Date of Award
Doctor of Philosophy
An increasing number of high-performance networks provision dedicatedconnections through circuit switching or MPLS/GMPLS techniques to supportlarge data transfer. The link bandwidths in such networks are typicallyshared by multiple users through advance reservation, resulting in varyingbandwidth availability in future time. We investigate a comprehensive set ofadvance bandwidth scheduling problems that are categorized into the followingfour classes. 1) Basic bandwidth scheduling. We formulate four types of problems byexhausting the combinations of different path and bandwidth constraints:fixed/variable path with fixed/variable bandwidth (F/VP-F/VB) with the sameobjective to minimize the data transfer end time for a given date size. ForVPFB and VPVB, we further consider two subcases where the path switchingdelay is negligible or non-negligible. We propose an optimal algorithm foreach of these problems except for FPVB and VPVB with non-negligible pathswitching delay, which are proved to be NP-complete and non-approximable, andthen tackled by heuristics. 2) Bandwidth scheduling in LCC-overlays. We investigate two problems in thisclass: fixed-bandwidth path (FBP) and varying-bandwidth path (VBP) with thesame objective to minimize the data transfer end time for a given data size.We prove both problems to be NP-complete and non-approximable, and proposeheuristic algorithms using a gradual relaxation procedure on the maximumnumber of links from each LCC allowed for path computation. 3) Distributed bandwidth scheduling. We propose distributed algorithms tomeet four basic bandwidth scheduling requests: fixed bandwidth in a fixedslot, highest bandwidth in a fixed slot, first slot with fixed bandwidth andduration, and all slots with fixed bandwidth and duration. These algorithmsare developed through a rigorous extension of the classical breadth firstsearch and Bellman-Ford algorithms to a complete distributed manner. 4) Periodical bandwidth scheduling. We consider two problems in this class:multiple data transfer allocation (MDTA) and multiple fixed-slot bandwidthreservation (MFBR), both of which schedule multiple user requests accumulatedin a certain time window. For MDTA, we design an optimal algorithm andprovide its correctness proof; while for MFBR, we prove it to be NP-completeand propose a heuristic algorithm.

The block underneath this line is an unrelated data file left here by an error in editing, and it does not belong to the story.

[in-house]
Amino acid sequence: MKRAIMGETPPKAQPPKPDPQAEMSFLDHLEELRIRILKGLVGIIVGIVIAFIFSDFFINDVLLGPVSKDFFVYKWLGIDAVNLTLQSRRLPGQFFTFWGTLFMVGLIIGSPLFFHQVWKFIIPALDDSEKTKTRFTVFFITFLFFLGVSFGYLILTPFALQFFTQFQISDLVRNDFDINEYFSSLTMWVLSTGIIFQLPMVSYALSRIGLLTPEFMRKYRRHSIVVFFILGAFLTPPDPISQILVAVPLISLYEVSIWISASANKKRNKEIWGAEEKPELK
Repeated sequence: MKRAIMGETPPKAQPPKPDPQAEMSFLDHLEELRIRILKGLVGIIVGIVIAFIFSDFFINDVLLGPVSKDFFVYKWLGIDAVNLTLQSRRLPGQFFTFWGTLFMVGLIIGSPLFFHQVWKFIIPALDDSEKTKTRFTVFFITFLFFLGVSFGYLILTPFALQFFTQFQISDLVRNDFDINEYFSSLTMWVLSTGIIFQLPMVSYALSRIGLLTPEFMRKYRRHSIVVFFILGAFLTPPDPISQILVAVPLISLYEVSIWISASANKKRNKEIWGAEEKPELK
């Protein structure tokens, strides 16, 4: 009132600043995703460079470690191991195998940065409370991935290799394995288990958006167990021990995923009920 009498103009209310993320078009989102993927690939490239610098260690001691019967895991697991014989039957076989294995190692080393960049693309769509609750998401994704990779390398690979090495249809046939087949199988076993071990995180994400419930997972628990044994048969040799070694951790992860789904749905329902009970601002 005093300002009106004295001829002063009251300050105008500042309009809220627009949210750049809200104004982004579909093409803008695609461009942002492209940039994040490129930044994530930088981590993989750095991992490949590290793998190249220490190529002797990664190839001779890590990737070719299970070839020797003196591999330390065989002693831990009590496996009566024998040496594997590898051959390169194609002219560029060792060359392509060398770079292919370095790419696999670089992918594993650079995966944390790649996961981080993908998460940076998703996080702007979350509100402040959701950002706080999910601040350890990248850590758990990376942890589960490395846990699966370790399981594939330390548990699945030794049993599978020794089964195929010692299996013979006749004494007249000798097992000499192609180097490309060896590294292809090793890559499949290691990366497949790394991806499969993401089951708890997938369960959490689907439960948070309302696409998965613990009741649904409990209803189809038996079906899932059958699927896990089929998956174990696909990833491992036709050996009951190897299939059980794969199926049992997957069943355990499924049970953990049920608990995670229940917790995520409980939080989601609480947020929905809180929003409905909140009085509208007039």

dissertation or thesis originally submitted to the local University of Memphis Electronic Theses & dissertation (ETD) Repository.
Lin, Yunyue, "Advance Bandwidth Scheduling in High-speed Dedicated Networks" (2011). Electronic Theses and Dissertations. 342.